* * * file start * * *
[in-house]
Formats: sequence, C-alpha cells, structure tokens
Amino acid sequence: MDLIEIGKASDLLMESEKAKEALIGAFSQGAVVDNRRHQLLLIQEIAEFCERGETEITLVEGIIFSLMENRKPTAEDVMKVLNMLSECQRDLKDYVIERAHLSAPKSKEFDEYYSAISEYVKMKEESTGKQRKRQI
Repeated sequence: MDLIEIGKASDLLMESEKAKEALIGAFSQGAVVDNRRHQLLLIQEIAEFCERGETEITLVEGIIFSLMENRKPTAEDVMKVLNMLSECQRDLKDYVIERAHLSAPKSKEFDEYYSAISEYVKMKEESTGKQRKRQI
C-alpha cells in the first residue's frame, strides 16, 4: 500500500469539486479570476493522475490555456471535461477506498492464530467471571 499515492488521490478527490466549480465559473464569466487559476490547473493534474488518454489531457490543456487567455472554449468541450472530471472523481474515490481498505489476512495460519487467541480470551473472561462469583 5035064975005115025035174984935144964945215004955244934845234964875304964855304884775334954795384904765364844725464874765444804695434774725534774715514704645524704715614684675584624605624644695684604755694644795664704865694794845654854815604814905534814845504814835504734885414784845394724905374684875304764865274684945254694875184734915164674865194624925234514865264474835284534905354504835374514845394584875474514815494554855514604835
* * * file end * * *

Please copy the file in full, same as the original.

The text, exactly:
[in-house]
Formats: sequence, C-alpha cells, structure tokens
Amino acid sequence: MDLIEIGKASDLLMESEKAKEALIGAFSQGAVVDNRRHQLLLIQEIAEFCERGETEITLVEGIIFSLMENRKPTAEDVMKVLNMLSECQRDLKDYVIERAHLSAPKSKEFDEYYSAISEYVKMKEESTGKQRKRQI
Repeated sequence: MDLIEIGKASDLLMESEKAKEALIGAFSQGAVVDNRRHQLLLIQEIAEFCERGETEITLVEGIIFSLMENRKPTAEDVMKVLNMLSECQRDLKDYVIERAHLSAPKSKEFDEYYSAISEYVKMKEESTGKQRKRQI
C-alpha cells in the first residue's frame, strides 16, 4: 500500500469539486479570476493522475490555456471535461477506498492464530467471571 499515492488521490478527490466549480465559473464569466487559476490547473493534474488518454489531457490543456487567455472554449468541450472530471472523481474515490481498505489476512495460519487467541480470551473472561462469583 5035064975005115025035174984935144964945215004955244934845234964875304964855304884775334954795384904765364844725464874765444804695434774725534774715514704645524704715614684675584624605624644695684604755694644795664704865694794845654854815604814905534814845504814835504734885414784845394724905374684875304764865274684945254694875184734915164674865194624925234514865264474835284534905354504835374514845394584875474514815494554855514604835